I am on the lookout for a 38dp gear hob suitable for cutting a rack that's about an inch long, in one pass. I'm not overly conversant with gear or rack cutting, so please excuse any obvious error in my search. The suggestion of what I need came from a customer. The plan is to mount the cutter in a vertical mill. Bob
In the words of Al Read . . . . "You'll be lucky, I say, You'll be lucky".
You could have one made of course but I doubt that you really want to spend the amount of money necessary.
38 DP is going to be a 'Special' whoever you try.
If my calculations are correct then 38DP is 0.668 MOD so if you can get away with 0.7 MOD . . . . and you want 20° PA . . . . . . and you can make two passes . . . . . . ArcEuro have a 25mm dia Hob with 8mm bore which would cut about 15mm wide.
Many thanks for the info, shows I wasn't fibbing about knowing little when it comes to gear cutting. I'll check with my "man" about the alternatives, and confirm the original info is correct. 2 passes is not a problem as the job is to be on the CNC. As the job is an ongoing one, I may have to consider having one made if the alternative is not suitable, but dread how much that will be, all guesses welcome !!! Bob
A hob has spiral teeth and as it rotates it expects the blank to move with it, Ok for a gear as it round and the start point will come round again but a rack won't.
Imagine a worm and wheel, that's the action.
It could be done with a non spiral hob but chances of finding one of these is as great as getting Gordon Brown to admit he's wrong.
I see from a later post you will be doing this on CNC so I's advise getting a normal Brown and Sharp gear cutter either 38 DP, or 0.7 mod in a No1 , that does from 135 teeth to a rack, cutting one tooth, raise or lower the cutter pi / DP or in this case 83 thou and cutting another tooth etc
Sounds long winded but not too bad with CNC
Depending on material another way is to grind a Vee shaped D bit up with a included angle of 40 degree and use this vertically, again cut one tooth and index along.
I hope you don't mind me adding onto this, for the sake of clarification. I had to read it twice to understand.
The first paragraph of John's suggestion above has the stock that you are cutting mounted _vertically_. Hence, as he says, the spacing between adjacent teeth is 0.083" (raise or lower the cutter/quill/knee). The depth of cut in this case would be put on using either the X- or Y- axis. Depth of cut is normally denoted D+f and should be noted on the cutter (should be about 0.057").
In the second paragraph, as in the photo, the stock is mounted _horizontally_. Hence, you move the X- or Y-axis 0.083" for each tooth, and use the Z-axis to put on the cut.
If you work on a 52% space and 48% tooth, the end of your D-bit needs to be 0.021" (21 thou') diameter, again for a 0.057" (57 thou') depth of cut. Hopefully John will chime in and check this calculation or advise otherwise as these numbers are from my understanding of Ivan Law's book, not from actually doing this.
I forgot on the first post to add that the hob had to be a "straight" one. I was told to ask for one of them. The samples we made were indeed done on the mill one tooth at a time, vertically though. The previous manufacturer of the item gang milled the teeth on the rack in one pass, trouble is, you can see the error in the teeth, even I can see it, which says something !! the many cutters that were ganged must have been spaced wrong, or slightly different diameter, as flats on some parts of the rack are more evident in places. I hasten to add that this job is not some intricate mechanism. There are two racks in this product, with a pinion in between them, so when the pinion is turned, it advances or retards the racks The plan of a straight hob, or something similar, was to do it in one or two passes, time being the essence in an ongoing production job........ Thanks Bob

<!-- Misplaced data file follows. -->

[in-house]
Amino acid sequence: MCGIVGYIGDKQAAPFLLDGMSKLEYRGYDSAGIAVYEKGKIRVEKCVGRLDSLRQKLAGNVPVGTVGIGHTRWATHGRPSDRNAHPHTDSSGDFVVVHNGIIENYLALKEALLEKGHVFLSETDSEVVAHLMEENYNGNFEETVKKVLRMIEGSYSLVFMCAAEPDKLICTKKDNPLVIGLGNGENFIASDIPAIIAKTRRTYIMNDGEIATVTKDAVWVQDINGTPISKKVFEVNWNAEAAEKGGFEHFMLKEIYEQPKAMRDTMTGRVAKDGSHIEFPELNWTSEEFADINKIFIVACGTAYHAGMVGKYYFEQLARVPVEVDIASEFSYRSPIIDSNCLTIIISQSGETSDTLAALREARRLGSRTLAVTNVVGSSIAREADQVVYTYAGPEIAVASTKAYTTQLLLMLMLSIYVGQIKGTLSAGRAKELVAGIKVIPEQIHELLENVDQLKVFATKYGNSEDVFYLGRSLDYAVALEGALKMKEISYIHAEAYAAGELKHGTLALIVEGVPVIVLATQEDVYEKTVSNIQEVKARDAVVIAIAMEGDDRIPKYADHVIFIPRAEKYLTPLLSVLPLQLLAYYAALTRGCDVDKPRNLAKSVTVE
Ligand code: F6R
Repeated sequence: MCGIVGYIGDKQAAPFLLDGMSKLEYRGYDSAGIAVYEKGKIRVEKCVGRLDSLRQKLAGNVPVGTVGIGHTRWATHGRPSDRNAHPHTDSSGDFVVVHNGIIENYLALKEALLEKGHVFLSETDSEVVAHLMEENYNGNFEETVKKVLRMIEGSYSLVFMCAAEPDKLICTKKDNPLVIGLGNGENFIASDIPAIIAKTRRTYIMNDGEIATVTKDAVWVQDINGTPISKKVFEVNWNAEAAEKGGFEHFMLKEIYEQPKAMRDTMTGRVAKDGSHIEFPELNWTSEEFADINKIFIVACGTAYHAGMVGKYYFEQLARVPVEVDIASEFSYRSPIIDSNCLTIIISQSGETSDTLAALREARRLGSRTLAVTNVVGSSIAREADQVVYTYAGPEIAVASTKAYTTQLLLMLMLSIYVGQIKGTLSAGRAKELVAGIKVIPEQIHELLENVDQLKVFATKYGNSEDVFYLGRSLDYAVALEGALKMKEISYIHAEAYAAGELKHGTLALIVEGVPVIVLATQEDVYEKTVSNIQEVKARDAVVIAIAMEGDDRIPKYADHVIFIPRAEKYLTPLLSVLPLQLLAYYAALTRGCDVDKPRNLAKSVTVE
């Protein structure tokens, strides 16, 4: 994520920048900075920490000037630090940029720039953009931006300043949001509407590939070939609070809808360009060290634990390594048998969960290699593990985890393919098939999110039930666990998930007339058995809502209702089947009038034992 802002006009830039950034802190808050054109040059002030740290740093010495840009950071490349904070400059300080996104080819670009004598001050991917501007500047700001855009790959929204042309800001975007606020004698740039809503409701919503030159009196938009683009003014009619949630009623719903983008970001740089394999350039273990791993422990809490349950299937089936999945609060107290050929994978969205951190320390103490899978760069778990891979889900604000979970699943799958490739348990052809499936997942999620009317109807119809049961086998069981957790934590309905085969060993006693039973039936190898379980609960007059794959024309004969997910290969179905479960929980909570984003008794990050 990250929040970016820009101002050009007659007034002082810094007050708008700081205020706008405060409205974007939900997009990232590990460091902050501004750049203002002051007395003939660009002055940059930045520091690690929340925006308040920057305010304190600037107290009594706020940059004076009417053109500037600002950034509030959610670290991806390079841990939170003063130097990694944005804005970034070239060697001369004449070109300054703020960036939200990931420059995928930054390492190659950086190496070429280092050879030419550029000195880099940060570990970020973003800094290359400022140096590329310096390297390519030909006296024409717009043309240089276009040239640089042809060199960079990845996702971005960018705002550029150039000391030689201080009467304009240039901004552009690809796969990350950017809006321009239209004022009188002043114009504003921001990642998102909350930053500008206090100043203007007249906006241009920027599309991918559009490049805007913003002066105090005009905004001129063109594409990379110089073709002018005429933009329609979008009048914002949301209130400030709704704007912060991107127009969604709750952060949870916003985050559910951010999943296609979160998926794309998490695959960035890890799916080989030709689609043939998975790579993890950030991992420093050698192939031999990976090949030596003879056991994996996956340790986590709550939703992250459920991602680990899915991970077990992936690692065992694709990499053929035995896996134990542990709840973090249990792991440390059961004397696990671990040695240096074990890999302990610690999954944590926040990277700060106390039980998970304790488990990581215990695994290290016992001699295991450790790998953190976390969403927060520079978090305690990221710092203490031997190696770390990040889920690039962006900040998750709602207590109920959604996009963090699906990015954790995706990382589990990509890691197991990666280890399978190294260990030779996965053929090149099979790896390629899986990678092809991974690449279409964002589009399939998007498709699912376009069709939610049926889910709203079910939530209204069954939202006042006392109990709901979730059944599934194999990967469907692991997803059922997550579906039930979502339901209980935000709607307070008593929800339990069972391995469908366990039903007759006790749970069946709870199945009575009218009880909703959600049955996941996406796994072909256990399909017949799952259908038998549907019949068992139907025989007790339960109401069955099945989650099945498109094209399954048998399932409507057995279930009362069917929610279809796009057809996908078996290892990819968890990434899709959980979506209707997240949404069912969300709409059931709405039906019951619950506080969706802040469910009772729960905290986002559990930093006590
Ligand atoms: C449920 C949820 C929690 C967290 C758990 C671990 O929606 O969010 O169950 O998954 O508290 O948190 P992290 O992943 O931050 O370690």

Appologies Bob. I had considered this issue but with only a short time available this morning (I had to be at a concert rehearsal) I didn't think the issue through correctly. My thought process had the workpiece mounted at the helix angle of the hob but in fact you would either have to have the hob (and therefore the milling spindle) or the milling table turned to the helix angle.
It might be worth talking to Dathan as I suggested in my second post. They may well be able to provide an annular 'hob' - essentially a 1" + wide milling cutter with the rack form or a multi N° 1 B&S Gear cutter. This would circumvent all the valid issues JS raises.
Unless this is Bob's retirement job I'm guessing that the money Dathan want for making a special cutter will not be acceptable.
38 Dp will be easy to cut in one pass even in steel but hard on homemade cutters unless you have plenty of time to mess about making, hardening and grinding form cutters, something I'm guessing Bob hasn't got.
Two ways I can see to address this cheaply and commercially, one is to but enough new No 1 cutters that you can surface grind to thickness and stack on an arbor. Downside to this is I can't find any 38DP or
-0.7 mod cutters new so they all match, forget Tracy and the like as they will be all mismatched.
Other way is to buy two hobs from Arc, grind the ends so they match the pitch and then grind all the rows of teeth off except one row so you now have an annular hob or more to the point, flycutter.
Sounds drastic but it will work for Bob's application.
Smallest I have heard of for a Sunderland is 24 DP.
HPC does a 400mm length of 32 DP rack in EN8 for about 25 quid. That could make a cutter or you could cut it up have it hardened and make a holder to use the rack as an insert ? or even multi inserts ?